Today’s project management firms follow industry best practices, more or less. But that doesn’t mean all PM service levels are the same. In fact, there’s a pretty wide gamut between successful delivery and major disappointment. Meanwhile, it’s tough to judge PM quality, commitment, and integrity based on a firm’s website alone…
At Precision, we’ve partnered with clients who had to cut ties with former project management firms, due to poor performance or poor working relationships. This blog post aims to help you learn from their experiences.
Whether you’re looking for a project management partner to help you with design management, facility management, company relocation, project logistics or other initiatives, watch for these red flags during your outsource vetting process.
1. Questionable Listening Skills
Are you getting a chance to explain your needs and expectations? Or are you just getting the hard sell? Exceptional PM groups aren’t afraid to let you lead the discussion because they have the experience and the knowledge to address unique concerns with specificity—not according to a generic sales script. Like with any other job interview, look for candidates who have done some homework on your business already, but still come prepared with key questions that get at the heart of your project challenge.
2. Lack of Relevant Success Stories
Does the candidate have enough background handling projects of similar size and scope? Can they point to specific wins in your industry, facility type, or budget ballpark? Do they have experience addressing similar stakeholders? The only way to avoid hiccups and delays is to partner with a team who will anticipate niche challenges. You may even want to ask for some examples of the localized problems your candidates have confronted when working on jobs like yours.
3. Zero Collaborative Skill
The reason you’re hiring a project management firm is to get new initiatives off your plate, right? Still, don’t trust a partner who seems content to take your budget and run. Even before the actual communication plan is drafted, quality PMs will outline project components/phases that require your input. They will be upfront about project variables and change control. This is the only way to ensure shared objectives and positive results.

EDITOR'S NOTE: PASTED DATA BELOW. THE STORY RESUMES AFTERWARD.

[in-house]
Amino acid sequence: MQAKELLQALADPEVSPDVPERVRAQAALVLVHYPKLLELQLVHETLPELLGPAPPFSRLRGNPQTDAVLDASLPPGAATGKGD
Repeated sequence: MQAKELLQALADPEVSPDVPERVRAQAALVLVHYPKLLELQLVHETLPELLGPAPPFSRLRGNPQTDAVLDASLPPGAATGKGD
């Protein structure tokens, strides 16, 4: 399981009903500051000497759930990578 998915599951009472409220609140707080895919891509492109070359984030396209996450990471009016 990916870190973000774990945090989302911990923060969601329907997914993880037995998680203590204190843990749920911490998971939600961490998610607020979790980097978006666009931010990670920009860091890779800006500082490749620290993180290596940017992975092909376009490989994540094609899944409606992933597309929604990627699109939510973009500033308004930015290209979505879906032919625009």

4. Less than Complete Transparency
The worst PMs will actually hide behind project complexity (constraints, dependencies, mitigation activities, etc.) to dodge your questions or avoid giving straight answers. Don’t be intimidated by PM jargon and Gantt charts. Instead, judge candidates by how well they can translate their work into your terms. Give extra points for solid explanations and transparency in terms of contractors, software, vendors, etc.
5. A Lousy Contract
What if everything appears great at the outset? How can you protect your business from a subpar project management firm that only reveals its shortcomings after the work gets started? Draft a solid termination clause—one that lets you pump the brakes or bail entirely if deliverables aren’t being met. Here are some common mistakes to avoid in your PM contract suspension/termination clause:
- Fuzzy performance standards (e.g. “acceptable” or “necessary), which can be viewed subjectively
- An incomplete scope of services (include every tiny detail!)
- Unclear provisions about jobsite safety and other risk management factors
Looking for more project management services advice? Check out our blog, I Hired a Project Manager. What Next? It’s a great outline of your project manager’s key responsibilities.
Wondering what makes us qualified to offer advice about project management firms, construction management, design management, facility management, etc.? Check out our team credentials. And of course, you can always drop us a line with your PM questions. We love hearing from you!